Technologies are available to address function related to a multitude of impairments and some of the more recent additions to NED our National Equipment Database are listed below:
C-Pen Reader Pen: A portable, pocket sized device which scans text on a page and then plays it aloud. It can play back text read immediately or it can be stored for uploading to a PC or Mac at later time as well as record audio for notes. This device may be used in the home or classroom to assist literacy and reading.
GlassOuse: A wireless bluetooth mouse which is imbedded in to the top of a glasses frame. The glasses have a switch attached to them which enables the person to perform mouse functions by biting on the switch to replicate a click. This device would be used by a person with limited physical mobility.
SureSafe Go ActivePERS Pendant with App: The Sure Safe Go pendant activates an app which calls 1 emergency contact and sends 5 sms alert notifications with the individual’s location. The pendant also has fall detection, a non usage alert if the pendant is not worn and a gait change notification (which can pick up a change in walking patterns which could potentially lead to a fall). The battery lasts approximately 2 years (based on normal use).
QUHA ZONO Gyroscopic Air Mouse: A wireless air mouse which is worn by a user to control the mouse on a computer screen. The air mouse can clip onto a pair of glasses, hat or headband to be used. The user turns their head to move the mouse on the screen and a click is performed by its accompanying software. This device would be used by a person with limited physical mobility. It could be used in conjunction with voice activation software.
JACO Robotic Arm System: A robotic arm that is attached to a powered wheelchair that can perform a variety of functions. For example picking up objects, performing tasks and feeding. This device would be used by a person with a physical impairment.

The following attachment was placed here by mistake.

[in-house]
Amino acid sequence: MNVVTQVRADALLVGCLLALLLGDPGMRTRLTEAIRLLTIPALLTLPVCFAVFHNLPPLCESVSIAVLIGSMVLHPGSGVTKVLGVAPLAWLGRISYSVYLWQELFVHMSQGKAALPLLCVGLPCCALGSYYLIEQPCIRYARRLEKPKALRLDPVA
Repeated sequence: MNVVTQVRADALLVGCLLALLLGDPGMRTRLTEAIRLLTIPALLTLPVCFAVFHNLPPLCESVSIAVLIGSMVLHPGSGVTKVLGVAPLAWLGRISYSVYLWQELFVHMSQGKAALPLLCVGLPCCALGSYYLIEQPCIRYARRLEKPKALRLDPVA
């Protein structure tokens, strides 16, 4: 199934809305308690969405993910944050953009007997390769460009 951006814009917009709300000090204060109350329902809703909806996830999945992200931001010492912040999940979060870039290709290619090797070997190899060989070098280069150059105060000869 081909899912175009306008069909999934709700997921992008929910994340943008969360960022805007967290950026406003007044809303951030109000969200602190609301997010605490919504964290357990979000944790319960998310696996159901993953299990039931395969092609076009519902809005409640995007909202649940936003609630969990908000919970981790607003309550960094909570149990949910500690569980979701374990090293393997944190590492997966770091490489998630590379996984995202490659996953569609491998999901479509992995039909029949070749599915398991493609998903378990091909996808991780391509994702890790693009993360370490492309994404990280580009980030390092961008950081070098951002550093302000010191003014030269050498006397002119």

Konnekt Videophone: A tablet-based videophone that can call through to mobiles, tablets, PCs and phones from one push of a button. Can be used to connect via video call or telephone call. Contacts, call buttons and text size can be customised. Can be wall or table mounted. Read our blog post ‘Being there when you can’t be there’; a heart warming story about how Graham, who has a hearing impairment, uses assistive technology to stay connected with his family and friends.
Find-Me Tunstall Carers Watch: A monitored cellular personal emergency response system with panic alert, GPS locator and fall detector. The watch is also a mobile phone and can be programmed to contact a 24 hour response centre when the alert button is pushed, allowing two way voice communication with a trained operator. The operator can then determine the location of the watch and direct responders to the user’s location.
The potential of emerging technology is immense and recently, the My Tech Project, which is run through the ILC, presented an ‘Emerging Technology Open Day’, which was quickly booked out and well attended, and showcased some of the emerging assistive technologies that promote independence, participation and quality of life. Eleven different suppliers and presenters were available on the day and discussed accessibility options from Apple, hands free phones, home automation and driverless vehicles. The resources from the Emerging Technology Open Day can be found on our website here.
The ILC has a wealth of resources that are available to individuals, carers, service providers and health professionals from NED our National Equipment Database here.
Our enquiry line (1300 885 886) provides the opportunity to discuss AT needs and potential pathways to acquisition of AT with experienced and passionate health professionals who have profound understanding of the impact of assistive technology on function and wellbeing. More information about these services can be found here.